In the 1940s, Kwan started singing for the Hong Kong produced Cantonese films soundtracks. Cantonese cinema was booming then and stars from the Cantonese opera moved on to act in them. Kwan followed suit and started acting in films soon after. The films were often adaptations from the Cantonese opera repertoire. His first movie is Huet Chai Huet Seung (血债血偿). His fame as a cinema actor quickly goes beyond the one he had built as a theatre actor. He often acts with famous actors such as Cho Tat-wah, Cheung Ying, Lau Hak-suen and Shih Kien. This beautiful era wherein he was the young lead last until the end of the 1960s, when the arrival of the Mandarin language productions from the Shaw Brothers will impose juvenile faces to the public, such as Jimmy Wang Yu, David Chiang Da Wei or Yueh Hua. Kwan Hoi San and his friends had then to accept this change. Some returned to theatre, others continued to do movies in Cantonese while participating in productions shot then in Mandarin in big studios such as Shaw Brothers or Cathay Asia Films. Other also will integrate television, then still on its early stage, where they will meet again some filmmakers that have also turned toward TV.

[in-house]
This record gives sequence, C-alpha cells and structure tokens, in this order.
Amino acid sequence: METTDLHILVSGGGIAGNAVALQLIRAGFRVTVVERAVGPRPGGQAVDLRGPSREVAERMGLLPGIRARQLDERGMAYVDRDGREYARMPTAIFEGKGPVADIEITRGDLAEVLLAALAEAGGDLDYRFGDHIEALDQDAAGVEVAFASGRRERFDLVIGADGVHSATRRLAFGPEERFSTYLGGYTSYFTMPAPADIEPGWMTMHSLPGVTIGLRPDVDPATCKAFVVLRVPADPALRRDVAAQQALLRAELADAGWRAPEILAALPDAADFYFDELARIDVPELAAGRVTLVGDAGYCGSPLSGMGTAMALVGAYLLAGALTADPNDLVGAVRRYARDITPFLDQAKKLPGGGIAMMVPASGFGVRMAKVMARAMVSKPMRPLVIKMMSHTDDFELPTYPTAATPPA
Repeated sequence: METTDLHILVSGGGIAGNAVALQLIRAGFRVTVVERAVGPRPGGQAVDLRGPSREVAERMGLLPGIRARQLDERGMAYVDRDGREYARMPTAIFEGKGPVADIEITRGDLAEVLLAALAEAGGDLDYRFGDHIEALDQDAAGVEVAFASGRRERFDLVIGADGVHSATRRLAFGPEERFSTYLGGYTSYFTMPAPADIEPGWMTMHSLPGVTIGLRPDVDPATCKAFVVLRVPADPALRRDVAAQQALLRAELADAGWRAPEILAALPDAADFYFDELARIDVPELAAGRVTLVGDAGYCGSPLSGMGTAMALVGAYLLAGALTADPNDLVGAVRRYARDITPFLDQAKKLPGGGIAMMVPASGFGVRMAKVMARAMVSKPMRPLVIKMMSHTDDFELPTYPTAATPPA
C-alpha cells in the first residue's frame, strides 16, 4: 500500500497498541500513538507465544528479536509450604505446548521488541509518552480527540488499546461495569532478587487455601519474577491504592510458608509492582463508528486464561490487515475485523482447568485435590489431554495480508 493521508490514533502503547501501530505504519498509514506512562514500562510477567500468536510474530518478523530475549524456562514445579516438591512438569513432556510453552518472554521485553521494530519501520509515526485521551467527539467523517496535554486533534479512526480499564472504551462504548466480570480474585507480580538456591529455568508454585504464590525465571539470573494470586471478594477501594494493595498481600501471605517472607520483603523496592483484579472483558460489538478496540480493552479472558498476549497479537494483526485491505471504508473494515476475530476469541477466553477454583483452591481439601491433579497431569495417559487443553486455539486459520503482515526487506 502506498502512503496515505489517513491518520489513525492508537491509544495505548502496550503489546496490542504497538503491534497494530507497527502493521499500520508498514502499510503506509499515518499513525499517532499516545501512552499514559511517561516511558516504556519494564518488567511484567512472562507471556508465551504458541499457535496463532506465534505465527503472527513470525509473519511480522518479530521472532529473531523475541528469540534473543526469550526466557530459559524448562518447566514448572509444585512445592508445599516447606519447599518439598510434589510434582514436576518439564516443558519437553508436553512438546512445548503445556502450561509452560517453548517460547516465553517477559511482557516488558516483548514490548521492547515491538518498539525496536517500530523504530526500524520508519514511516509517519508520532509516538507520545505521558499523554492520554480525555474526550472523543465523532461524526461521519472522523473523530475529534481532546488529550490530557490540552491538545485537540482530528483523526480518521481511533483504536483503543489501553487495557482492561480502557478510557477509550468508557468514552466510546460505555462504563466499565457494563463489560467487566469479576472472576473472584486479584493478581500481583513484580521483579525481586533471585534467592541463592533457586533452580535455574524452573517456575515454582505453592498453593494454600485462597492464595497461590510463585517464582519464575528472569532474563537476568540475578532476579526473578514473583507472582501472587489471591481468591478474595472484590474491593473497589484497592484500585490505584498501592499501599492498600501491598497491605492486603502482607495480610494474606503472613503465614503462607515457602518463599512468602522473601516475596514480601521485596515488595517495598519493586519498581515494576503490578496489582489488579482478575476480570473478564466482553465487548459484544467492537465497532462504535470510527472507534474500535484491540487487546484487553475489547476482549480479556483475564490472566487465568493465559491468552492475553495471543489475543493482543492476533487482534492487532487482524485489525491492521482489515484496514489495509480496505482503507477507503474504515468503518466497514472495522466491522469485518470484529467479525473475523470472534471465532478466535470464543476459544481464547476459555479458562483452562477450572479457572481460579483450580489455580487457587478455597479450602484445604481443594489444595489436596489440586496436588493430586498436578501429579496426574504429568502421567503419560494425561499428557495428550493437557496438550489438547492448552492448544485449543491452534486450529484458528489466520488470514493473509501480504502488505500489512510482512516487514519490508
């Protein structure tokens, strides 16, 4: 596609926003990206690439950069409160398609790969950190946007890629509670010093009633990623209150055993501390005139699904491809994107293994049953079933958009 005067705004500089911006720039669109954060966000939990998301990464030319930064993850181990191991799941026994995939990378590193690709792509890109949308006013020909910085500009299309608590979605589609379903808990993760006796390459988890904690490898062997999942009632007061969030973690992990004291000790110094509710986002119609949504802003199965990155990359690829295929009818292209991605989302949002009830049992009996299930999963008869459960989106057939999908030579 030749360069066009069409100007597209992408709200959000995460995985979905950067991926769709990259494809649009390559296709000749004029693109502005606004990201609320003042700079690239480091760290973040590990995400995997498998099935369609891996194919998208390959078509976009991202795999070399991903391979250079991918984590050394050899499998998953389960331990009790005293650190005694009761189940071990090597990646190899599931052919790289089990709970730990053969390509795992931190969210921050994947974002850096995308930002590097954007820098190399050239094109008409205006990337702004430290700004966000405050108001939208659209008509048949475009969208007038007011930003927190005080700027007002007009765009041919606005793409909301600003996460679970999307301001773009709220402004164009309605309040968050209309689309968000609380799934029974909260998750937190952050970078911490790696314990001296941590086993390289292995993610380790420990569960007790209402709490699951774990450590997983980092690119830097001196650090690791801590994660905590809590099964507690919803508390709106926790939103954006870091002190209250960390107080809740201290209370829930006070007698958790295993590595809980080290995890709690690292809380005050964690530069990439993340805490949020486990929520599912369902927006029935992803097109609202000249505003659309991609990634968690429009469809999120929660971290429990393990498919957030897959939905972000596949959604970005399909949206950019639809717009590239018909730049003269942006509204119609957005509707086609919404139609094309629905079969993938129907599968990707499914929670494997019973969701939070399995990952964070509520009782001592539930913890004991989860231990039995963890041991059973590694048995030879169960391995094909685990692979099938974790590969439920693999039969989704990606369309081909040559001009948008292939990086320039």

Kwan Hoi San cinema career went downhill until the mid-1970s. In 1976, he joined TVB, which he didn't leave up until the early 2000s. During his television period, he quickly becomes a great and must-have supporting part in the soaps. Not unlike in cinema, Kwan Hoi San was able to perform all kinds of characters in the small screen without troubling his audience. He was, from one series to another, a good family man, a Kung-fu master, a machiavellian godfather,a minister of the emperor, a Taoist magician, a firm manager, a historical character or also a traitor to the country. The part he was the most often attributed was the one of the patriarch of a rich family in decay, in the long emblematic series of the channel. Other stars from TVB have confronted him more than once in the long series of the channel: Chow Yun Fat, Carol Cheng Yu Ling and Simon Yam Tat Wah in Brothers/Tsan Ching (亲情), Adam Cheng Siu Chow in Clan of Intrigues/Chor Lau Heung (楚留香), Andy Lau Tak Wah and Tony Leung Chiu Wai in The Duke of Mount Deer/Luk Ding Kei (鹿鼎记), Felix Wong Yat Wah and Ray Lui Leung Wai in Kung Fu Master of Fat Shan/Fat San Chan Sin Sang (佛山赞先生), Stephen Chow Sing Chi in The Justice of Life/Ta Loi Chi Kong Woo (他來自江湖) or also Lau Ching Wan in The Battle Among The Clans/Dai Heung Kong (大香港). In 1982, in The Demi-Gods and Demi-Devils/Tin Lung Pa Po (天龙八部), he crossed the path of Leung Kar Yan, but also Kwan Chung (关聪), one of his sons.